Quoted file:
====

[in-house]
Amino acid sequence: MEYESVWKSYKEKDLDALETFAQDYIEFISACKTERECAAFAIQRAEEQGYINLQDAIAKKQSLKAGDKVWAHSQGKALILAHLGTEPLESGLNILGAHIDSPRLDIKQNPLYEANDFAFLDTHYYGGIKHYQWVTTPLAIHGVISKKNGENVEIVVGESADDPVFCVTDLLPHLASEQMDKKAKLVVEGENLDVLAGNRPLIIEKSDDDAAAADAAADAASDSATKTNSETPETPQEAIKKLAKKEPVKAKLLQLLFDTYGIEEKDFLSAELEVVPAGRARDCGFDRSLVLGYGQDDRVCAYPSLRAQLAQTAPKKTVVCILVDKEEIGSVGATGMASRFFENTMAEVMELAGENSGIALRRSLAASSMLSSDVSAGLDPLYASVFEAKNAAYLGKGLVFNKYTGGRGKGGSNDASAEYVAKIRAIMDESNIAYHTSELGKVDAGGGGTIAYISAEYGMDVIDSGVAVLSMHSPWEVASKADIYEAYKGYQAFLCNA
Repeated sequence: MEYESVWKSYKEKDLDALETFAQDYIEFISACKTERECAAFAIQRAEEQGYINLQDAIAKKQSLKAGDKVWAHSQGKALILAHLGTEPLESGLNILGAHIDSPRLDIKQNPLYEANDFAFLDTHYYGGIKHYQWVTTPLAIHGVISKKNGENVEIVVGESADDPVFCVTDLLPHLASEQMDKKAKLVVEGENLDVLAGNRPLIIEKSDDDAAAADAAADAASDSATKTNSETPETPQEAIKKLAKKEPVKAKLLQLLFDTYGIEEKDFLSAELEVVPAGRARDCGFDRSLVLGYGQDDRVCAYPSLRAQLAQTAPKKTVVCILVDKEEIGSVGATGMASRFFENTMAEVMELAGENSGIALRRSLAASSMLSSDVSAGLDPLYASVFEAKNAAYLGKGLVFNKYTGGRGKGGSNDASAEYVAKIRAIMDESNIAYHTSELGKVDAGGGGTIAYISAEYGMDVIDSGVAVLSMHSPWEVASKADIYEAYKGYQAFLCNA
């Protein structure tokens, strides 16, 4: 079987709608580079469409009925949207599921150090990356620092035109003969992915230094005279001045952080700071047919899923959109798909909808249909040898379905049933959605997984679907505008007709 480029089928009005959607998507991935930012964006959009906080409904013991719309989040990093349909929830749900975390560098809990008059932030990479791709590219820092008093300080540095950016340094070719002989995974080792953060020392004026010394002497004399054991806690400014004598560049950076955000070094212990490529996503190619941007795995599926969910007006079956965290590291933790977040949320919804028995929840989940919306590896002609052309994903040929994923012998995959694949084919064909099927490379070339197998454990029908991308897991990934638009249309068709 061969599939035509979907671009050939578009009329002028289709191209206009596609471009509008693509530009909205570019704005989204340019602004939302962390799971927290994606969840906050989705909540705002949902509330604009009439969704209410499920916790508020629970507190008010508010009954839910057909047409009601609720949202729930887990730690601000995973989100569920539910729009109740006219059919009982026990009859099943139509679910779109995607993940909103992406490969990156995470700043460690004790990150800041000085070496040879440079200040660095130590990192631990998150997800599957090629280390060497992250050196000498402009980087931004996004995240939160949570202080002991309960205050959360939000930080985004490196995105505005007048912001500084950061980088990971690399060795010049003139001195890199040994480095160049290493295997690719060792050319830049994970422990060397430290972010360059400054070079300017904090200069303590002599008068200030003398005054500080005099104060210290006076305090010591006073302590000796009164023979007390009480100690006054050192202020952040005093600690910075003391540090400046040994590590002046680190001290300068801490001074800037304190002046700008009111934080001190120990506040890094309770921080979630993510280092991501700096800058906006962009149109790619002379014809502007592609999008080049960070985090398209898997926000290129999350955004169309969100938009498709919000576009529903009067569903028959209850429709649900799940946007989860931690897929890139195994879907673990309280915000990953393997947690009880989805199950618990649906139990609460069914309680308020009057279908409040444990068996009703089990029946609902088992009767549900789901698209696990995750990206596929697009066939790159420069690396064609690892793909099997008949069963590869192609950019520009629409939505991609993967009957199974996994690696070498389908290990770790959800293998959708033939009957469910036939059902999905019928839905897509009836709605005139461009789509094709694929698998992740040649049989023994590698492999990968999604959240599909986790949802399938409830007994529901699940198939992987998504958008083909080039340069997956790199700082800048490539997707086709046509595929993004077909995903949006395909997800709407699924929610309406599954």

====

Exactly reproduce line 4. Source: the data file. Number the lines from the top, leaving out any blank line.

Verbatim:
């Protein structure tokens, strides 16, 4: 079987709608580079469409009925949207599921150090990356620092035109003969992915230094005279001045952080700071047919899923959109798909909808249909040898379905049933959605997984679907505008007709 480029089928009005959607998507991935930012964006959009906080409904013991719309989040990093349909929830749900975390560098809990008059932030990479791709590219820092008093300080540095950016340094070719002989995974080792953060020392004026010394002497004399054991806690400014004598560049950076955000070094212990490529996503190619941007795995599926969910007006079956965290590291933790977040949320919804028995929840989940919306590896002609052309994903040929994923012998995959694949084919064909099927490379070339197998454990029908991308897991990934638009249309068709 061969599939035509979907671009050939578009009329002028289709191209206009596609471009509008693509530009909205570019704005989204340019602004939302962390799971927290994606969840906050989705909540705002949902509330604009009439969704209410499920916790508020629970507190008010508010009954839910057909047409009601609720949202729930887990730690601000995973989100569920539910729009109740006219059919009982026990009859099943139509679910779109995607993940909103992406490969990156995470700043460690004790990150800041000085070496040879440079200040660095130590990192631990998150997800599957090629280390060497992250050196000498402009980087931004996004995240939160949570202080002991309960205050959360939000930080985004490196995105505005007048912001500084950061980088990971690399060795010049003139001195890199040994480095160049290493295997690719060792050319830049994970422990060397430290972010360059400054070079300017904090200069303590002599008068200030003398005054500080005099104060210290006076305090010591006073302590000796009164023979007390009480100690006054050192202020952040005093600690910075003391540090400046040994590590002046680190001290300068801490001074800037304190002046700008009111934080001190120990506040890094309770921080979630993510280092991501700096800058906006962009149109790619002379014809502007592609999008080049960070985090398209898997926000290129999350955004169309969100938009498709919000576009529903009067569903028959209850429709649900799940946007989860931690897929890139195994879907673990309280915000990953393997947690009880989805199950618990649906139990609460069914309680308020009057279908409040444990068996009703089990029946609902088992009767549900789901698209696990995750990206596929697009066939790159420069690396064609690892793909099997008949069963590869192609950019520009629409939505991609993967009957199974996994690696070498389908290990770790959800293998959708033939009957469910036939059902999905019928839905897509009836709605005139461009789509094709694929698998992740040649049989023994590698492999990968999604959240599909986790949802399938409830007994529901699940198939992987998504958008083909080039340069997956790199700082800048490539997707086709046509595929993004077909995903949006395909997800709407699924929610309406599954």